After another historically dry winter, California is set to really clamp down on water wasters. For those who don’t go along, the state could put a big drain on your wallet.
A tiny threatened fish could complicate the state’s plans to blow up one of the piers of the old east span of the San Francisco Bay Bridge.
Three of the area’s largest water agencies have rate hikes of up to a third on their agendas.
The NOAA’s Climate Prediction Center describes this as a “weak, weird and late” version of El Niño, and not many places are expected to feel its effects.
California Urban Water Use Increases Month-Over-Month, Despite Dwindling Snowpack, Lingering Drought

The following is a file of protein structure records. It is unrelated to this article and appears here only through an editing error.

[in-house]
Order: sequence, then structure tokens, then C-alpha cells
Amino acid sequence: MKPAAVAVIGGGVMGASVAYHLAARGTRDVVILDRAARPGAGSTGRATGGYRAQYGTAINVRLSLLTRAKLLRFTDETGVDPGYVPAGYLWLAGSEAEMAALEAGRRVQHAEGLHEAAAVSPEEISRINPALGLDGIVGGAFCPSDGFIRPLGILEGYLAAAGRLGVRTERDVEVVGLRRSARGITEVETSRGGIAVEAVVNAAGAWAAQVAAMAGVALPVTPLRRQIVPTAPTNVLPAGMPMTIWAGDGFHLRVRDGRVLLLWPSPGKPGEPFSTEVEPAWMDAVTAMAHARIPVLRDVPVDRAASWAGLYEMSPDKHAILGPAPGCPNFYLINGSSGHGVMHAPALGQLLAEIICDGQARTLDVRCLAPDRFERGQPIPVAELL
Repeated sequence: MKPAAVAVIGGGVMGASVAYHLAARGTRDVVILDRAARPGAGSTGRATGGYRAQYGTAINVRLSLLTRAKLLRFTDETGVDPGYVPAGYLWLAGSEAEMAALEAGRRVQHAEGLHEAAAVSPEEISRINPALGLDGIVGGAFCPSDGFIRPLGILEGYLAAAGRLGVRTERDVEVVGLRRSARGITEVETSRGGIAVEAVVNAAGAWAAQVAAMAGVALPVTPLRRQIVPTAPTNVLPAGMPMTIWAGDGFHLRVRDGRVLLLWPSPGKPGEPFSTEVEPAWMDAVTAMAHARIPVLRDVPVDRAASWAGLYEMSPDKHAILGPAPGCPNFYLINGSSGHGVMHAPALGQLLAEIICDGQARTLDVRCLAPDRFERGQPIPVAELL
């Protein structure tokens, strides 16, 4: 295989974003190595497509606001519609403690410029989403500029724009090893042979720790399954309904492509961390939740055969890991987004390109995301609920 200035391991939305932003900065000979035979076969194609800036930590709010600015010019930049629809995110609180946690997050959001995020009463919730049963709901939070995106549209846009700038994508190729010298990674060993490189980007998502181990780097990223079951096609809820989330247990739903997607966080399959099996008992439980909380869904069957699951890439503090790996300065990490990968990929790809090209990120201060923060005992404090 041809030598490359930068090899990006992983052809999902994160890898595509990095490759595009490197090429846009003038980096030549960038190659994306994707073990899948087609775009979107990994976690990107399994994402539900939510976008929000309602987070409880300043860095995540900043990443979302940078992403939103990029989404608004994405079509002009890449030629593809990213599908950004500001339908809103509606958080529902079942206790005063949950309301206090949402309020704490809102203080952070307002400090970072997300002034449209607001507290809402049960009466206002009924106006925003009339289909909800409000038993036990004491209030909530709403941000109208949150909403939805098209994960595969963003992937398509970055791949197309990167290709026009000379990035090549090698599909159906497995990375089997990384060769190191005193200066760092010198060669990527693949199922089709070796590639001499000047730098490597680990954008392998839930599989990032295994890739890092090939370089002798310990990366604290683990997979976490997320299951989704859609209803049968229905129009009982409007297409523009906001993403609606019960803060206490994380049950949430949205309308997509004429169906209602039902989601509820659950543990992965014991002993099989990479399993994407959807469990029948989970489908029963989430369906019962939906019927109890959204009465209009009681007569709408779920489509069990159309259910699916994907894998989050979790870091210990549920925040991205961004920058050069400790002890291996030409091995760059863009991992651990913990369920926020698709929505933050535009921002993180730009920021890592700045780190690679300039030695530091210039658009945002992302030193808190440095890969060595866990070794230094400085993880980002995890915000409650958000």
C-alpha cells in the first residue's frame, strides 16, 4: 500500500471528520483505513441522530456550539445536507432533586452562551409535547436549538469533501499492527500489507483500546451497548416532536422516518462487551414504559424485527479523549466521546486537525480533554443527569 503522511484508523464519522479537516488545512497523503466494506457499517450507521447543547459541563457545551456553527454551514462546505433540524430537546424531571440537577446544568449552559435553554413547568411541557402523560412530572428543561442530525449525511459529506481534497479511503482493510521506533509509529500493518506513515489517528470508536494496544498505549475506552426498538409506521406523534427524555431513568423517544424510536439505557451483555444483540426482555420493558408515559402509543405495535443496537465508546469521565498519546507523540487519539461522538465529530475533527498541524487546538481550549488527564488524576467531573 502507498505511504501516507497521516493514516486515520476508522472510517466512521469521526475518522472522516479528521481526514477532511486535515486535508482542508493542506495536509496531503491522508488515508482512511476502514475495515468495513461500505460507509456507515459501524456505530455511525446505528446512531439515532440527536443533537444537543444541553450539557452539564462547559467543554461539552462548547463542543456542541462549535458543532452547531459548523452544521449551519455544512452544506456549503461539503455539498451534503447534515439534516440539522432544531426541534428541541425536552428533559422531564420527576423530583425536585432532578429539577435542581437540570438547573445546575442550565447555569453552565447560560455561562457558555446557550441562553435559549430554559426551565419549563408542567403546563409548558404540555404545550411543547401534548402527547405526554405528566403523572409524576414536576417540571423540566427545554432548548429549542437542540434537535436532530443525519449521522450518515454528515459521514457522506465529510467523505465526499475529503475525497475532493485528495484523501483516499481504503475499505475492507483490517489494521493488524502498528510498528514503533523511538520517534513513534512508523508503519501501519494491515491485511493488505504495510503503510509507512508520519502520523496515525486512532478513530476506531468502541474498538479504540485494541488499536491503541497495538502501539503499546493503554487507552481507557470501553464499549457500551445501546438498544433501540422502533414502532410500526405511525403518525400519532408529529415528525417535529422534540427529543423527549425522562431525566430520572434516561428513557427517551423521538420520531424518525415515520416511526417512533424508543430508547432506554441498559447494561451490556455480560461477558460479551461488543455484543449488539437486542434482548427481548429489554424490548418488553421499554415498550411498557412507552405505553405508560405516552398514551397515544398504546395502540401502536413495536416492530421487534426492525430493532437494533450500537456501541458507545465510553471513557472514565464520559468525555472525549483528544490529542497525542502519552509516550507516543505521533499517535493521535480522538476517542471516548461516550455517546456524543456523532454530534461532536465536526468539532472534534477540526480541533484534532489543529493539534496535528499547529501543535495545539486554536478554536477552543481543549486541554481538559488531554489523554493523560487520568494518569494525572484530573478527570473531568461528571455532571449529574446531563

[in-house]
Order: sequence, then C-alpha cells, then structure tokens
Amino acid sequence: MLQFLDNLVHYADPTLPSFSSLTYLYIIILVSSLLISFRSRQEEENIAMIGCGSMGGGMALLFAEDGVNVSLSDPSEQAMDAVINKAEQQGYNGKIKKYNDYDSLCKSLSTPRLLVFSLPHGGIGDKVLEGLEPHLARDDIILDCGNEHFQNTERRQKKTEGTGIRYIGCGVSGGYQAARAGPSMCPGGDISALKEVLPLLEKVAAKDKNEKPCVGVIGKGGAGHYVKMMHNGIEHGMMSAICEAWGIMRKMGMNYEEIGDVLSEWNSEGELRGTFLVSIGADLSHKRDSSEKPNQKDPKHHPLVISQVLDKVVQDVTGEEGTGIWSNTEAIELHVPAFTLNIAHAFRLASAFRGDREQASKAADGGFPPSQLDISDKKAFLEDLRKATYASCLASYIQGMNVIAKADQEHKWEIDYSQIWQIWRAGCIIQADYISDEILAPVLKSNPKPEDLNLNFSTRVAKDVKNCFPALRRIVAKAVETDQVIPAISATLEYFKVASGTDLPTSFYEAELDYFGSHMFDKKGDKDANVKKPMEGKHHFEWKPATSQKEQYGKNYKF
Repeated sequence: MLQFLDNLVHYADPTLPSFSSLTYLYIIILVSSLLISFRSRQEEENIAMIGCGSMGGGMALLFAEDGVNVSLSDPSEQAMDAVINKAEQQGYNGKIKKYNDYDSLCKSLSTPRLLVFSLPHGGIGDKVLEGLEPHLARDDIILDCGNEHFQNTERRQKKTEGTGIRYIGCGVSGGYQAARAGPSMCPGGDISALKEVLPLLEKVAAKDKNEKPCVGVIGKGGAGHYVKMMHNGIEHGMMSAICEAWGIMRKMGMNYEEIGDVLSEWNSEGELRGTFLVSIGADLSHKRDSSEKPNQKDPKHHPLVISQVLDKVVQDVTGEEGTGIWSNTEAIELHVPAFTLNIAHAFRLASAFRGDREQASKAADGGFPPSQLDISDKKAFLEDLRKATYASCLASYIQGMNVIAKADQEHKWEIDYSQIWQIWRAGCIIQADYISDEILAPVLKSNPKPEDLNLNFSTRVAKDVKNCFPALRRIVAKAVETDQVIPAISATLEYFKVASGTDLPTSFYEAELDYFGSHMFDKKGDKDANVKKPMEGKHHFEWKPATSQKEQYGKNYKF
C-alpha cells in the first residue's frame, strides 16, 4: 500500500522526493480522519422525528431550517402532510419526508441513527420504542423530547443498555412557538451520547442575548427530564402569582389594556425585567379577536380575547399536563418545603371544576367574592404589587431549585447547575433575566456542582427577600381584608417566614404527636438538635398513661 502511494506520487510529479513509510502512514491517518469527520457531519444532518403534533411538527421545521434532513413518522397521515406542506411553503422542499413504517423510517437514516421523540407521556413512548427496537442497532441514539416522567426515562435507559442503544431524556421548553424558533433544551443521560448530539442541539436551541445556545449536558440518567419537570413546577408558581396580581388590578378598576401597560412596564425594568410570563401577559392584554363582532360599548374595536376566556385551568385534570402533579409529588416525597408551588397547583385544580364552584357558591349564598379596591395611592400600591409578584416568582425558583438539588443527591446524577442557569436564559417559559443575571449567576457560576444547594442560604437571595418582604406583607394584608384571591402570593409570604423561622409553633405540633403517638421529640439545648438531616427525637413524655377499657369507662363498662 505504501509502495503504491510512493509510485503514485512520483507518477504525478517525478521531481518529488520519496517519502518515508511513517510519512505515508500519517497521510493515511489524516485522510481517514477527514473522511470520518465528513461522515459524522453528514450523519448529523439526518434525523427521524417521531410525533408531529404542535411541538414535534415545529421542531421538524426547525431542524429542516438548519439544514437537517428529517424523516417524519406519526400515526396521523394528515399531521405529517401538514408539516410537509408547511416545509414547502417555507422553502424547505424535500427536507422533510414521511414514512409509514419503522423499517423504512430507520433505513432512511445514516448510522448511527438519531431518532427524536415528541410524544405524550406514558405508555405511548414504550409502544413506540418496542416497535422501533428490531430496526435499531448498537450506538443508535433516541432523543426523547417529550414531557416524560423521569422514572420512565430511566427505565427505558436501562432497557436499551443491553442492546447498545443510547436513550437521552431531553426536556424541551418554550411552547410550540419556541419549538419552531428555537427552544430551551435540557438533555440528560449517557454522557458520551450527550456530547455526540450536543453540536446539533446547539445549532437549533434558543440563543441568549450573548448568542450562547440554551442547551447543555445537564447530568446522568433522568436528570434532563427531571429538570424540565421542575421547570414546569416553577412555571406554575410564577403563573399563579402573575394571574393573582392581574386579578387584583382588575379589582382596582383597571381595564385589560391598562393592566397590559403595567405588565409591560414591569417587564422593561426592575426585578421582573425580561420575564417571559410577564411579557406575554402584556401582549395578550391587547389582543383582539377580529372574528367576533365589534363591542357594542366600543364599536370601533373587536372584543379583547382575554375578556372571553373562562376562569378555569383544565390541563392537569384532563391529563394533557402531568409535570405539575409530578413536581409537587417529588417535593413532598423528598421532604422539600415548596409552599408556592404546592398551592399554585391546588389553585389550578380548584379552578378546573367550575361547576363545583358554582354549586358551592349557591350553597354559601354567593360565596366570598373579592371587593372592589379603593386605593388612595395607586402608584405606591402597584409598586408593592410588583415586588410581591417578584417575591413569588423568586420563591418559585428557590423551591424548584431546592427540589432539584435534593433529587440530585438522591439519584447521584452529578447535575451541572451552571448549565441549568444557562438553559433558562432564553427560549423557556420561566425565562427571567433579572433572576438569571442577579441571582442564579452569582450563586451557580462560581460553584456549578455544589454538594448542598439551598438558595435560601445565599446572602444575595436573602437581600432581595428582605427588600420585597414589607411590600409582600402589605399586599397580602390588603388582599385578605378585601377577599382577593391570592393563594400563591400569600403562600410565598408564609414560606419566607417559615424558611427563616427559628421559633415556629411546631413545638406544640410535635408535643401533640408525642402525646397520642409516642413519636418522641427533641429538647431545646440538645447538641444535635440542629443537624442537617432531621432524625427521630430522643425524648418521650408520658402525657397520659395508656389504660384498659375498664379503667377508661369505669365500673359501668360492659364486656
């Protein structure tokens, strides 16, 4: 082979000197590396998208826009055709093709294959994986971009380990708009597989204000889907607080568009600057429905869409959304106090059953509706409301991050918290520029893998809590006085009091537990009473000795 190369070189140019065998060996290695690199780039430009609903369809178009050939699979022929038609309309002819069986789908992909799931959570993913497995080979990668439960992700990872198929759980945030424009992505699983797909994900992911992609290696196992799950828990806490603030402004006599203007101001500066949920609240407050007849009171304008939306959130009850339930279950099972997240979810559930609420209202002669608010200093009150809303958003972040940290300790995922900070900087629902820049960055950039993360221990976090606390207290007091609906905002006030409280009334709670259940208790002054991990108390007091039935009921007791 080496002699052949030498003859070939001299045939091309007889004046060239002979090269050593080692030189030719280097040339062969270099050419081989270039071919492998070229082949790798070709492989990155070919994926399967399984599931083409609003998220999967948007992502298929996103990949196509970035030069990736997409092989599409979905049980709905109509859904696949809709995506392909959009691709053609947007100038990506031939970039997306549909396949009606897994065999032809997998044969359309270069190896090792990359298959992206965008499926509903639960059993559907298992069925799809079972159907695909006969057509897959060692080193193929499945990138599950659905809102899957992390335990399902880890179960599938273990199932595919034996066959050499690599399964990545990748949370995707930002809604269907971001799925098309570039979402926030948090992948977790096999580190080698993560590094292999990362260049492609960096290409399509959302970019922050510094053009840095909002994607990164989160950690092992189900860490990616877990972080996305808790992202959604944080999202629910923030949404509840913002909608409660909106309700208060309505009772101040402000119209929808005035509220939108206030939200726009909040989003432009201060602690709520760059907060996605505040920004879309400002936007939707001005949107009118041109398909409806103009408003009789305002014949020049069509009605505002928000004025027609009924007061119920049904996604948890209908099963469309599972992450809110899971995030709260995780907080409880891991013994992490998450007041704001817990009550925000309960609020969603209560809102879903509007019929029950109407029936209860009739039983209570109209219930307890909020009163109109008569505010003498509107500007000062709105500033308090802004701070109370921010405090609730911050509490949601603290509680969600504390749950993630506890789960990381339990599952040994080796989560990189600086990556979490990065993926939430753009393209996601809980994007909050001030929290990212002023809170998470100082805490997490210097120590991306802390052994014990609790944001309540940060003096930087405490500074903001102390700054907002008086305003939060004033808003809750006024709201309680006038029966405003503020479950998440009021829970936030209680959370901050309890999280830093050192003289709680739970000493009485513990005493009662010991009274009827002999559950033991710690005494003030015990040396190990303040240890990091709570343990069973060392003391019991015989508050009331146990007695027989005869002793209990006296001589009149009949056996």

Chair of the State Water Resources Control Board Felicia Marcus said residents are falling far short of the twenty percent year over year conservation goal set by Governor Jerry Brown.
Stanford Professor Noah Diffenbaugh says “there are a number of measures that suggest that the drought we’re in now is the worst on record.”
While the calendar says February, Cal Fire is getting an early start on making sure it has enough staff to battle this year’s wildfires.
Another dry winter in the Sierra Nevada has prompted the cancellation of World Cup skicross and snowboardcross races at the Squaw Valley resort in early March.
The Bay Area received some impressive rain over the last few days. One of the wettest spots is a place many people probably haven’t heard of.
Something is suddenly killing hundreds of birds in the South Bay and it might be related to the drought.